Post-Virus

We can’t tell how this will turn out. The best predictions are usually made on the basis of recent history. But that won’t work here. In the long ongoing historical struggle between self and society – a.k.a.Tory and Labour, or neoliberalism and democratic socialism, or (perhaps) Republican and Democrat – the great coronavirus crisis obviously interrupts the dominant narrative, with ‘emergency’ measures needing to be taken which bear little relationship to what has gone before. But when (if?) it’s all over, who knows? Will it be like World War I, after which life in Britain returned to ‘normal’; or World War II, when people learned the lessons of pre-crisis failures to use the new state agencies to strengthen peace-time society (see my last post); or a third alternative, with people choosing ‘strong leadership’ to guide them out of the national and global devastation that the crisis may have caused? At present few people are looking beyond coronavirus, understandably.

Still, we need to keep an eye open for some of the longer-term implications of any emergency legislation that might be brought in over the next few months. Without necessarily subscribing to the conspiracy theory that regards the disease as having been deliberately nurtured in order to provide a cover for other measures (Right- and Left-wing plots have both been suspected by crazies in the USA), it could well be that politically-motivated individuals could try to use  it for that purpose. I’m thinking here, of course, of men like Dominic Cummings; but we shouldn’t dismiss the notion that there may be plotters like him on the Left.

For example: we know full well that Cummings, Johnson and most Brexiters have become impatient with the restrictions that Parliament and the courts have tried to impose on the Executive in recent months. The last Tory manifesto promised – albeit vaguely – a revision of the whole British constitution in the light of this, in order to strengthen Boris’s and his lickspittle cabinet’s powers. What if MPs were suddenly induced to ‘self-isolate’ themselves from the virus, suspending Parliament, so leaving the present government temporarily unaccountable, and Boris (and Dominic) free to do their worst? All kinds of measures could then be taken which could leave long-lasting repercussions, quite beyond what might be necessary to ‘fight’ the virus, but hidden from attention by this great scare.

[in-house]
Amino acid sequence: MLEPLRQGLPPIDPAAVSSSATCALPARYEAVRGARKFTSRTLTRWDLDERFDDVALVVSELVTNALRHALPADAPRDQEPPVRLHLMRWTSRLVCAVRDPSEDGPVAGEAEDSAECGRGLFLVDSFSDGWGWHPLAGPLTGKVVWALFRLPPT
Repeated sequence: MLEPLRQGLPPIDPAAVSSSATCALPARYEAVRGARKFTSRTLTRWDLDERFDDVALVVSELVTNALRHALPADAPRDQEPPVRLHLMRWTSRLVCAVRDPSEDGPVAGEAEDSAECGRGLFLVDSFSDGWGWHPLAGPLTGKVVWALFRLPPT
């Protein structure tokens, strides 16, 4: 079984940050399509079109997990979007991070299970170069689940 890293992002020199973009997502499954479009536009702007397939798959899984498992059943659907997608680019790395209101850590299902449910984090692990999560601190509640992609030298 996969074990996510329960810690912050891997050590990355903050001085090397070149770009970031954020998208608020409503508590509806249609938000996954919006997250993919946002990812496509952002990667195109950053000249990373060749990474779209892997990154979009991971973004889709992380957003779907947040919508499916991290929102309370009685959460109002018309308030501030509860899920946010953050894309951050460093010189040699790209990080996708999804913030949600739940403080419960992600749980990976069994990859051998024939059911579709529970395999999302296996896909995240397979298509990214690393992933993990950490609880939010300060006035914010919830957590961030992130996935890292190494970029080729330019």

There are precedents for this. One that I’ve written about was the Official Secrets Act of 1911: on the surface a measure simply to counter German espionage, but with powers ranging far more widely and permanently than that, and passed by a panic-stricken and uncritical Parliament in a single day. Some of the consequences of that you can read about in my Plots and Paranoia. We need to be vigilant over this kind of thing over the next few months. The virus seems all-consuming at present. (Doesn’t it make all those years of debate over Brexit seem trivial and stupid?) The measures that are about to be enacted to combat it may be necessary. But we need to look in the cracks and shadows of them, to ensure that they don’t hold other future dangers, and opportunities for Machiavels to do their worst.

PS. (March 20): this is precisely what I’m nervous of: https://www.theguardian.com/commentisfree/2020/mar/19/the-guardian-view-on-the-coronavirus-bill-strengthen-the-sunset-clause.

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